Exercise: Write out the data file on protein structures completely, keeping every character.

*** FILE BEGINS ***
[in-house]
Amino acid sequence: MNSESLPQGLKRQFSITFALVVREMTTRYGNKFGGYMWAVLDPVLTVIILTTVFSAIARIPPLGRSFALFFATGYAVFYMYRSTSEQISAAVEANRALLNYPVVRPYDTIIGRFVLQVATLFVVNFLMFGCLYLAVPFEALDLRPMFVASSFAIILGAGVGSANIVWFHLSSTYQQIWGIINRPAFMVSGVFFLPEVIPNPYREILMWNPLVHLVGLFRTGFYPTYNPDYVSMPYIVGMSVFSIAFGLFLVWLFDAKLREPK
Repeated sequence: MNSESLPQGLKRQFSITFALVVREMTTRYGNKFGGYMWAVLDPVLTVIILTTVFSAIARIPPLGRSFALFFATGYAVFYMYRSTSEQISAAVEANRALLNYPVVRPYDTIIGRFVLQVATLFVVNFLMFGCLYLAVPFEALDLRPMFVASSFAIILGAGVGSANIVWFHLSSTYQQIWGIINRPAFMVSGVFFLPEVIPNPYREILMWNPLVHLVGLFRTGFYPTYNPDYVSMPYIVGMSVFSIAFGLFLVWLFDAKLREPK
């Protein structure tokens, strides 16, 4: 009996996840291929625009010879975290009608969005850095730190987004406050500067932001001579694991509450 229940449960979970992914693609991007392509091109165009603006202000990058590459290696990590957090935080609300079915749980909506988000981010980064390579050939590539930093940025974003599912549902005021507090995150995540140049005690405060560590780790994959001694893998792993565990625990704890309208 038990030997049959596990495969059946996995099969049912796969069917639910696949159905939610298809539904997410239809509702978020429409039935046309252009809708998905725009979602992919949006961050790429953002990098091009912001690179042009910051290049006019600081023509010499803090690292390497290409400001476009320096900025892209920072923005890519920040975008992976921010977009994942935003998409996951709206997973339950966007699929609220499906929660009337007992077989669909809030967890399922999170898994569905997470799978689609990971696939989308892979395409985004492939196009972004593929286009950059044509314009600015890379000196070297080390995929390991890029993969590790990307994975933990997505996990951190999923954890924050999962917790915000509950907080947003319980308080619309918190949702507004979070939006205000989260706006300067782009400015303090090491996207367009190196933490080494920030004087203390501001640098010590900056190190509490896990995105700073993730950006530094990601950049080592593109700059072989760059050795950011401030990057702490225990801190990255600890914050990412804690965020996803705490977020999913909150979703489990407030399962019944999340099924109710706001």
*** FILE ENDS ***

[in-house]
Amino acid sequence: MNSESLPQGLKRQFSITFALVVREMTTRYGNKFGGYMWAVLDPVLTVIILTTVFSAIARIPPLGRSFALFFATGYAVFYMYRSTSEQISAAVEANRALLNYPVVRPYDTIIGRFVLQVATLFVVNFLMFGCLYLAVPFEALDLRPMFVASSFAIILGAGVGSANIVWFHLSSTYQQIWGIINRPAFMVSGVFFLPEVIPNPYREILMWNPLVHLVGLFRTGFYPTYNPDYVSMPYIVGMSVFSIAFGLFLVWLFDAKLREPK
Repeated sequence: MNSESLPQGLKRQFSITFALVVREMTTRYGNKFGGYMWAVLDPVLTVIILTTVFSAIARIPPLGRSFALFFATGYAVFYMYRSTSEQISAAVEANRALLNYPVVRPYDTIIGRFVLQVATLFVVNFLMFGCLYLAVPFEALDLRPMFVASSFAIILGAGVGSANIVWFHLSSTYQQIWGIINRPAFMVSGVFFLPEVIPNPYREILMWNPLVHLVGLFRTGFYPTYNPDYVSMPYIVGMSVFSIAFGLFLVWLFDAKLREPK
């Protein structure tokens, strides 16, 4: 009996996840291929625009010879975290009608969005850095730190987004406050500067932001001579694991509450 229940449960979970992914693609991007392509091109165009603006202000990058590459290696990590957090935080609300079915749980909506988000981010980064390579050939590539930093940025974003599912549902005021507090995150995540140049005690405060560590780790994959001694893998792993565990625990704890309208 038990030997049959596990495969059946996995099969049912796969069917639910696949159905939610298809539904997410239809509702978020429409039935046309252009809708998905725009979602992919949006961050790429953002990098091009912001690179042009910051290049006019600081023509010499803090690292390497290409400001476009320096900025892209920072923005890519920040975008992976921010977009994942935003998409996951709206997973339950966007699929609220499906929660009337007992077989669909809030967890399922999170898994569905997470799978689609990971696939989308892979395409985004492939196009972004593929286009950059044509314009600015890379000196070297080390995929390991890029993969590790990307994975933990997505996990951190999923954890924050999962917790915000509950907080947003319980308080619309918190949702507004979070939006205000989260706006300067782009400015303090090491996207367009190196933490080494920030004087203390501001640098010590900056190190509490896990995105700073993730950006530094990601950049080592593109700059072989760059050795950011401030990057702490225990801190990255600890914050990412804690965020996803705490977020999913909150979703489990407030399962019944999340099924109710706001």